There were a couple of problems right off the bat when would-be Republican presidential candidate Carly Fiorina and the top Republican woman in the House, Cathy McMorris Rodgers, sat down with conservative interest groups Monday afternoon to refute the notion that the GOP is waging a "war on women."
First, there was the name of the gathering in the Capitol complex, "War No More," which implicitly acknowledged that there has been a war on women, as Democrats allege.
Then there was the matter of the emcee, Penny Young Nance, the chief executive of Concerned Women for America. On Fox News last month, she criticized the children's movie Frozen, of all things, for making men seem useless. She said the animated film - which features princesses and a singing snowman named Olaf - empowered women at "the cost of tearing down men" and argued that boys should be taught that "we want to raise heroes. We want to raise real men."
Next there was the question of timing. Earlier this year, House Republicans caused an uproar when, in one of the first acts of the new Congress, they attempted to pass an antiabortion bill that would grant exceptions to a rape victim only if she reported the assault to police. Republican women rebelled, and GOP leaders pulled the bill. In the weeks since then, Republican officeholders across the land have been demonstrating that if there isn't a Republican war on women, there are a lot of loose cannons.
To combat the war-on-women meme, the conservatives brought out some big guns: Their "War No More" backdrop was a poster of the famous photo of female World War II aviators in front of a B-17. But the conservatives lacked a consensus battle plan.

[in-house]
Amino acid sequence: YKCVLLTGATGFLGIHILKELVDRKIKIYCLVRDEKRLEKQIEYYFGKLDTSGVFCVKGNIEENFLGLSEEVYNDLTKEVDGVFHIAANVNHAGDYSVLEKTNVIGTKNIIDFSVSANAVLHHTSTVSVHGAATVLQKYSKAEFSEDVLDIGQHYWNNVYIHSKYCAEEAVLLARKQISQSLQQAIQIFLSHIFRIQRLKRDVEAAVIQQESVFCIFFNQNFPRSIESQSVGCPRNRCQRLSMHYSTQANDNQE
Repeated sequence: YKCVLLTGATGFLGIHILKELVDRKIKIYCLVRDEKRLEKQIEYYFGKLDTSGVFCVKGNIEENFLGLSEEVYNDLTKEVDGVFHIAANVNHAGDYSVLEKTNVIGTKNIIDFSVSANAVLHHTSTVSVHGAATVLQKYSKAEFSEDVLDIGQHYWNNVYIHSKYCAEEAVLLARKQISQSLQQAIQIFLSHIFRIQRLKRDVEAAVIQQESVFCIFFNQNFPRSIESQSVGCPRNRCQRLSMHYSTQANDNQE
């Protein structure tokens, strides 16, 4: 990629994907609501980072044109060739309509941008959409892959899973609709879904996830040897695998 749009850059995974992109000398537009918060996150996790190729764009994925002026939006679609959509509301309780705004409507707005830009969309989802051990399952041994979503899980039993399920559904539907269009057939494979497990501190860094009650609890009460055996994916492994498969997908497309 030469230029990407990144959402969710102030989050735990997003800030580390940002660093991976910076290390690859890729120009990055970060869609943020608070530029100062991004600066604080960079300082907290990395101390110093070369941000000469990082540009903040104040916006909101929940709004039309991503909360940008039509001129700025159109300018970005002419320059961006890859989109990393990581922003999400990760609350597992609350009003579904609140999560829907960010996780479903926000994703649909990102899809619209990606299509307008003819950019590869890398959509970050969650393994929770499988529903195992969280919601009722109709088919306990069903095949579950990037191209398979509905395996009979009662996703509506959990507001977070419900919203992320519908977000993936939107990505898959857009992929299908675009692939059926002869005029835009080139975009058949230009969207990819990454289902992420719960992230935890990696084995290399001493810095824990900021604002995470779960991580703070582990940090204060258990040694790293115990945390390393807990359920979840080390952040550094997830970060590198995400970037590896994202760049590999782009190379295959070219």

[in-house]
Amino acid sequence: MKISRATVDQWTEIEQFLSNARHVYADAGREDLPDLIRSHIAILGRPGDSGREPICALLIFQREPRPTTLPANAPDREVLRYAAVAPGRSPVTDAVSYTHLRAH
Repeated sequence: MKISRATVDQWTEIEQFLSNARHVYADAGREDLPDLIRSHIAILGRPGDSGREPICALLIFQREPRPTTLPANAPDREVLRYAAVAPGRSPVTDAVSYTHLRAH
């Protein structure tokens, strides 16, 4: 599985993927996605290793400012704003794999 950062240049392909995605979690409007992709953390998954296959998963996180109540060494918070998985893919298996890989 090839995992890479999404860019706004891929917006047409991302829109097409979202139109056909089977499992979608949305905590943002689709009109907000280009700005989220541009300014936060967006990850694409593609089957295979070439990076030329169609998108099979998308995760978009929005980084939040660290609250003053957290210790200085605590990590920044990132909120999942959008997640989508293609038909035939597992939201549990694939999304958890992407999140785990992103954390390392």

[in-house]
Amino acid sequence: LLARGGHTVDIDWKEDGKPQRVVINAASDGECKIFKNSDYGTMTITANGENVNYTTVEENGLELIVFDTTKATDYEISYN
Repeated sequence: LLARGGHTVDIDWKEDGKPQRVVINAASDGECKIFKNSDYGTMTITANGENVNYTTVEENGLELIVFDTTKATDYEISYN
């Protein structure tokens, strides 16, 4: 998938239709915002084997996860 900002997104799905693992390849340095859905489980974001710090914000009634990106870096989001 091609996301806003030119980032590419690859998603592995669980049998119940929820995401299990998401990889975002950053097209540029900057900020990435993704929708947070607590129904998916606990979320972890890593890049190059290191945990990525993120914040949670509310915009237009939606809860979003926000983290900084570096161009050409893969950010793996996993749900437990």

Nance, the moderator, speculated that the Democrats' war-on-women allegations from 2012 and 2014 will return. "If we actually do in 2016 see the top of the Democratic ticket as Claire Underwood, I mean Hillary Clinton - I keep getting those two mixed up - I think this is going to be back," Nance said, referring to the fictional House of Cards first lady.
McMorris Rodgers, whose name card spelled her name "Rogers," chuckled at the Underwood-Clinton joke.
Sabrina Schaeffer, executive director of the Independent Women's Forum, said she's concerned that the war-on-women charge "still will resonate" because "the right simply doesn't take gender differences seriously enough."
But pollster Kellyanne Conway argued that "the war on women died in 2014." She attributed the problem to "some over-the-top comments by a couple of Republicans running for Senate" in 2012.
Alas for the GOP, the gender gap preceded Senate candidate Todd Akin, and the comments have continued since then: the Idaho legislator who asked last month whether a gynecological exam on a woman could be conducted by having her swallow a camera; the New Hampshire legislator who said a Democratic congresswoman would lose because she's "ugly as sin"; another New Hampshire legislator who argued that men make more than women because "they don't mind working nights and weekends" or "overtime or outdoors"; the Arizona GOP official who said women on Medicaid should be sterilized; and the New Mexico congressman who endorsed this biblical view: "The wife is to voluntarily submit, just as the husband is to lovingly lead and sacrifice."
At the same time, Republicans have taken up hundreds of bills in state legislatures restricting abortion, and Democrats have sought to highlight Republican opposition in Congress to the Violence Against Women Act, the Paycheck Fairness Act, and other bills.
So how to disarm the war-on-women allegation? Conway suggested Republicans go beyond "waist-down" issues to talk to women about security and health care. And she said that women "really enjoy humor." For example: her quip that she could work on a Republican presidential campaign, even though she has four kids, because "I don't have a boyfriend."
Fiorina, by contrast, said that what women need is an end to seniority-based pay. "Feminism means we will have arrived when every woman has the opportunity to choose her own life, whether she chooses to home-school her kids or be a CEO or anything in between," the former tech executive said.
McMorris Rodgers, for her part, said the answer was "to be reminded of the greatness that Ronald Reagan had us believe in America, each one of us, and I think that has to be our message."
That probably won't end the war - but it beats complaining about Frozen.